Without the man pictured second from left with her, Carole Lombard today might be remembered as at best a second-tier actress during the Golden Age of Hollywood, someone who achieved success through beauty more than talent but never quite broke through. That we don't view her that way is due in part to director Howard Hawks, born 123 years ago today.
Here is Hawks, shown on the Columbia lot with Carole and co-star John Barrymore during the filming of "Twentieth Century," a 1934 comedy that wasn't a massive hit but was an early example of a new comic subgenre called "screwball." Just as well, too, because a few months after its release, the strict enforcement of the Production Code forced studios to find an alternative to the sex and violence marking pre-Code films.
Lombard was shown braless in lingerie in this scene from the film (https://carole-and-co.livejournal.com/743173.html), and the Code would subsequently cover up her curves. She and Barrymore also posed for publicity stills they knew were never going to escape industry censors:
Enough people saw "Twentieth Century" to make it a critical success, and for those in the business to note Lombard had genuine comedic talent...though it took more than a year (and the brief installation of ace director and ally Ernst Lubitsch as head of production) for her home studio of Paramount to fully exploit it with "Hands Across The Table."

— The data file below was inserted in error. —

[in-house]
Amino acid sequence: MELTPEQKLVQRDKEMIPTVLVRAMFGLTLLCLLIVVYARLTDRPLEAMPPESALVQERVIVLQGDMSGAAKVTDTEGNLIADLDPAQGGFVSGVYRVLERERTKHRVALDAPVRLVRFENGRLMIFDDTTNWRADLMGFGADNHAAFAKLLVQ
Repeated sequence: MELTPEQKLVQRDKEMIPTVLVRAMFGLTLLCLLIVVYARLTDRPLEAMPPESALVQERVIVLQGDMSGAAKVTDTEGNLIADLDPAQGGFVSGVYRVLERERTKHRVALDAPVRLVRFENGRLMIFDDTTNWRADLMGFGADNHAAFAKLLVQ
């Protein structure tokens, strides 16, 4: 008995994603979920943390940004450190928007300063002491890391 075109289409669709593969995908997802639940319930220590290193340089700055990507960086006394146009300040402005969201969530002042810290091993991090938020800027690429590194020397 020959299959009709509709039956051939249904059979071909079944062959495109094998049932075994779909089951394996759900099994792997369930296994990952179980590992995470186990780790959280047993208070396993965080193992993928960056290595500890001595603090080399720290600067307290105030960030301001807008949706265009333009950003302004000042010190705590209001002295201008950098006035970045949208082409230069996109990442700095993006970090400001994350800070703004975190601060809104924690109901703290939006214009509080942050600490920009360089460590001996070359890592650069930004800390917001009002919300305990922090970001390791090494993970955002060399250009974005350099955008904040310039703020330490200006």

Hawks was no stranger to Lombard; they were second cousins. In fact, his directorial debut came in the now-lost 1926 silent "The Road To Glory" -- which he also wrote -- where Carole had a small role in a film made prior to her automobile accident. (Ten years later, he'd direct an unrelated movie with the same title.)
Hawks should make any film buff's Mount Rushmore of directors for blending skill and versatility. Like Barbara Stanwyck, he was at home in nearly every genre during a career that spanned parts of six decades.
Gangster films? The original "Scarface" (1932).
Romantic drama? "Today We Live" (1933), with Gary Cooper and Joan Crawford.
Adventure? "Only Angels Have Wings" (1939).
Biopics? "Sergeant York" (1941).
Film noir? "The Big Sleep" (1946).
Westerns? Many, including "Red River" (1948), "Rio Bravo" (1959) "El Dorado" (1967) and his finale, "Rio Lobo" (1970).
Science fiction? "The Thing From Another World" (1951, uncredited).
Historical epics? "Land Of The Pharaohs" (1955).
But aside from westerns, Hawks is most associated with screwball or romantic comedy. After "Twentieth Century," he'd direct "Bringing Up Baby" (1938), "His Girl Friday" (1940), "Ball Of Fire" (1941, above, with the aforementioned Stanwyck and Cooper), "I Was A Male War Bride" (1949), "Monkey Business" (1952), "Gentlemen Prefer Blondes" (1953) and "Man's Favorite Sport?" (1964).
Hawks was a splendid director of women, and at least three of his leading ladies are still with us: Angie Dickinson (above with him on the set of "Rio Bravo"), Joan Collins ("Land Of The Pharaohs") and Paula Prentiss ("Man's Favorite Sport?").
We salute Howard Hawks, the man who unveiled the Lombard legend.
Learn more about "Twentieth Century" from Facebook friend Michael Schlesinger, who wrote this splendid essay for the Library of Congress when it chose the movie for its National Film Preservation Registry: https://www.loc.gov/static/programs/national-film-preservation-board/documents/20th_century.pdf?fbclid=IwAR3GEaaLZ3fIuW5TEHx0vyTi32gyjiDYjkKaOi1uE6vYvZKh-tgJTFTyDlk.